We’re in our second day of an Edward R. Murrow-off between late night hosts, and it’s making everyone very aware of what time various shows are shot. The Tonight Show Starring Jimmy Fallon was already taping when Trump gave his most offensive press conference yet—until the next one, anyway—but Jimmy Kimmel, helped by West coast time zones, had time to write an earnest appeal to Trump voters in light of the fact that the president is even more Nazi-curious than we already knew. Seth Meyers managed to throw together a short “Breaking Crazy” piece and will probably circle back tomorrow. The Late Show With Stephen Colbert was right on the bubble, as writer Ariel Dumas tweeted:

Thirty minutes isn’t very much time to write what ended up being a twelve-minute speech; for non-stenographers, it’s not even enough time to transcribe it. But Colbert and his writers room somehow pulled it off, and in Tuesday night’s blistering monologue, he once again laid out a compelling case that the president is unfit for office. While Colbert didn’t go quite as far as Kimmel or Meyers, both of who were openly calling for Trump to leave or be removed, he did express doubt that Trump would be president by Friday without specifying how that might come to pass. It seems like a much faster timetable than Kimmel’s complicated scheme to name Trump King of America, then lock him up in his castle and throw away the key forever, but Colbert is suspiciously light on details. The sooner the better, obviously, but if Stephen Colbert thinks he can sell America on promises of improbably quick results without any underlying plan to achieve them, he’s … pretty astute, actually. Friday it is!

Aug. 16 2017 1:28 AM

Jimmy Kimmel to Trump Voters: “Deep Down Inside, You Know You Made a Mistake.”

After Monday’s full court press of late night hosts—even Jimmy Fallon!—condemning President Trump’s actions over the weekend, it was reasonable to expect the less-political shows to go back to their usual silliness. Then Tuesday’s press conference happened and everyone went back to the drawing board. Or almost everyone: Fallon returned to normal, though he noted that this was a function of time, not indifference, so we’ll check in with him tomorrow:

But Jimmy Kimmel Live! airs live—it’s right there in the title—and Tuesday night, Kimmel threw everything he’d planned away to talk at length about President Trump again. Billed as “Jimmy Kimmel’s Plan to Save Us From Trump,” the segment builds to a joke that’s not all that practical: Kimmel’s plan is to offer Trump the position of King of America, then lock him in a castle in Florida and lose the key forever. That probably won’t be how things shake out—though he’s certainly right that it seems more likely than the Republicans impeaching their guy—but the way Kimmel gets to that point is extraordinary.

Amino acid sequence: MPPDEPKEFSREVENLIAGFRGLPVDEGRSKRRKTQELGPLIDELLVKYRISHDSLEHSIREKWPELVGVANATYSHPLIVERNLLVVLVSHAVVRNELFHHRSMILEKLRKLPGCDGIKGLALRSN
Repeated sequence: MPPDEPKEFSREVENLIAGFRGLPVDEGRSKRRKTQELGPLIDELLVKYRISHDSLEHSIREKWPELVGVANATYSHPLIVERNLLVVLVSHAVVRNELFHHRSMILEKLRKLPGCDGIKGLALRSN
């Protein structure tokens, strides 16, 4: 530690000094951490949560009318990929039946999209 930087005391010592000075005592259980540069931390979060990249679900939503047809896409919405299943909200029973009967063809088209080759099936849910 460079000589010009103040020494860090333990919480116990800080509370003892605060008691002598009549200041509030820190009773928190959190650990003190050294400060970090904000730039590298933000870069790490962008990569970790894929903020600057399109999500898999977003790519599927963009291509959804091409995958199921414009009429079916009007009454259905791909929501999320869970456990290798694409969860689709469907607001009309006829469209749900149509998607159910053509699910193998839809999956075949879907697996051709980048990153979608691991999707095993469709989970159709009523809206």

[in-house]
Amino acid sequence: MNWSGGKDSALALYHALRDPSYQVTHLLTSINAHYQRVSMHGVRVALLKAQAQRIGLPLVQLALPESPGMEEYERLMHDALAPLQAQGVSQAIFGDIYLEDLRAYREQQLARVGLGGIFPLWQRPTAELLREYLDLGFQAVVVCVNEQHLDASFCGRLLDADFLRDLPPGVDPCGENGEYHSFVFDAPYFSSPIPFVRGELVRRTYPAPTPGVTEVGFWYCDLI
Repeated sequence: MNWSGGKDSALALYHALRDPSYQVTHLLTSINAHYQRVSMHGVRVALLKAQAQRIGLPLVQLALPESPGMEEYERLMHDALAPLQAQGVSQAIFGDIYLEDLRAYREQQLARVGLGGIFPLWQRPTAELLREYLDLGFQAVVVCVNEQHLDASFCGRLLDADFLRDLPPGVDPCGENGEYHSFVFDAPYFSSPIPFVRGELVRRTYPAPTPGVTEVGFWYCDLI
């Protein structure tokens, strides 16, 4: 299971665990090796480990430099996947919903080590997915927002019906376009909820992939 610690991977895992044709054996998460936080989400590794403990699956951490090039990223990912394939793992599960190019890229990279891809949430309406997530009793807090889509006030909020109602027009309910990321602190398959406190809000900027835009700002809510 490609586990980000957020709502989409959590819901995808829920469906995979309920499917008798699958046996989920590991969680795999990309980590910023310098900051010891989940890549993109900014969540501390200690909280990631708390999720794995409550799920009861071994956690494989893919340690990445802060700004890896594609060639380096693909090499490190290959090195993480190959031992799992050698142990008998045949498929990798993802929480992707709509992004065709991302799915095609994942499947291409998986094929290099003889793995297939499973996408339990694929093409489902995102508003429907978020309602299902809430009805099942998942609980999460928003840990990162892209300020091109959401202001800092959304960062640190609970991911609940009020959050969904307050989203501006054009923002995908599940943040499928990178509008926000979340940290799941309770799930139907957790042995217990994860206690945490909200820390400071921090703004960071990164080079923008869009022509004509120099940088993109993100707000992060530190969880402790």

It should be more newsworthy than it is when a late night host calls the President of the United States “completely unhinged,” says his press conference was “unprecedented insanity,” and semi-seriously proposes we trick him into being imprisoned in a tower forever. But those are just baseline observations these days. What’s noteworthy is Kimmel directly addressing Trump voters, beginning with a very sympathetic picture of why people were attracted to him in the first place:

You were unhappy with the way things were going, you wanted someone to come in and shake things up, you didn’t want business as usual, nothing ever seems to get done, it’s always the same, these candidates make a lot of promises that go nowhere, it happens over and over again, and you’re sick of it. And so this guy shows up, riding down a golden escalator. He’s not part of the political establishment. In fact, he’s the opposite of that. He’s a billionaire—maybehe’s written books, he’s not politically correct—he’s not even correct, usually—he talks tough, he wants to drain the swamp, sometimes he can be funny, he rips into his opponents in a way politicians never do, have never done before, and you thought, “You know what? This guy’s different, and that’s what I want: different. Let’s roll the dice, let’s get him in there, have him run the country like a business, cut the dead weight, toughen everyone up. Let’s shake the Etch-A-Sketch hard and start over.”

He leaves out “genteel white supremacy,” for the sake of not shutting people down, presumably, but after an account of Trump’s unexpected success in the primaries and general election, Kimmel drops the hammer, going down a list of Trump fuckups since being elected that’s nearly as long as Slate’s list of reasons he never should have been elected to begin with. And then he makes an earnest plea to Trump supporters to wake the hell up, swallow their pride, and join the rest of humanity:

Aug. 15 2017 4:22 PM

The Trailer for The Meyerowitz Stories Reveals an Adam Sandler Movie That’s Actually Supposed to Be Good

It’s easy to forget that Adam Sandler is a pretty good—even pretty great—actor. It’s true that Punch-Drunk Love, Spanglish, Reign Over Me, Funny People, and Men, Women, and Children all have their problems as films (especially the latter), but Sandler gives charismatic, convincing performances in each of them. Now with Noah Baumbach’s Cannes darling The Meyerowitz Stories (New and Selected), the trailer for which Netflix has just released, we may finally be getting arguably the first movie that is as good as Sandler is in it.